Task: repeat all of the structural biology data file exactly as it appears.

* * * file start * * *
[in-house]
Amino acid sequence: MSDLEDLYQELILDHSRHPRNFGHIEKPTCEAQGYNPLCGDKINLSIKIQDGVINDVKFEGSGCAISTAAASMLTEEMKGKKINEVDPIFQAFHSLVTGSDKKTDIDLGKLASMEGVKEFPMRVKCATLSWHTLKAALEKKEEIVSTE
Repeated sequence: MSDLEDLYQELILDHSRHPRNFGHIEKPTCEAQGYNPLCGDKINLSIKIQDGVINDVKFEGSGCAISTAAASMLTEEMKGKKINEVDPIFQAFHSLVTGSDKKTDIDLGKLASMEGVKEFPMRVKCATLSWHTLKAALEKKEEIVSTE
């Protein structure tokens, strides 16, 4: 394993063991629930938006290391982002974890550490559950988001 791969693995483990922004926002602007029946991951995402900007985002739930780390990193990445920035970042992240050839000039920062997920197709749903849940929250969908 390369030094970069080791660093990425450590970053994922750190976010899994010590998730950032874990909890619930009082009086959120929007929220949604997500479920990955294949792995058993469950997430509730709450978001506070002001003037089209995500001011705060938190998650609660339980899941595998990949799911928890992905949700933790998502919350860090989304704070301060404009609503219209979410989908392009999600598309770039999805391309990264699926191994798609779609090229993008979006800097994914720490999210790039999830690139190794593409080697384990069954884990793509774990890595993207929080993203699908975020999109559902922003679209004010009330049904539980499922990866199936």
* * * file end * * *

[in-house]
Amino acid sequence: MSDLEDLYQELILDHSRHPRNFGHIEKPTCEAQGYNPLCGDKINLSIKIQDGVINDVKFEGSGCAISTAAASMLTEEMKGKKINEVDPIFQAFHSLVTGSDKKTDIDLGKLASMEGVKEFPMRVKCATLSWHTLKAALEKKEEIVSTE
Repeated sequence: MSDLEDLYQELILDHSRHPRNFGHIEKPTCEAQGYNPLCGDKINLSIKIQDGVINDVKFEGSGCAISTAAASMLTEEMKGKKINEVDPIFQAFHSLVTGSDKKTDIDLGKLASMEGVKEFPMRVKCATLSWHTLKAALEKKEEIVSTE
């Protein structure tokens, strides 16, 4: 394993063991629930938006290391982002974890550490559950988001 791969693995483990922004926002602007029946991951995402900007985002739930780390990193990445920035970042992240050839000039920062997920197709749903849940929250969908 390369030094970069080791660093990425450590970053994922750190976010899994010590998730950032874990909890619930009082009086959120929007929220949604997500479920990955294949792995058993469950997430509730709450978001506070002001003037089209995500001011705060938190998650609660339980899941595998990949799911928890992905949700933790998502919350860090989304704070301060404009609503219209979410989908392009999600598309770039999805391309990264699926191994798609779609090229993008979006800097994914720490999210790039999830690139190794593409080697384990069954884990793509774990890595993207929080993203699908975020999109559902922003679209004010009330049904539980499922990866199936």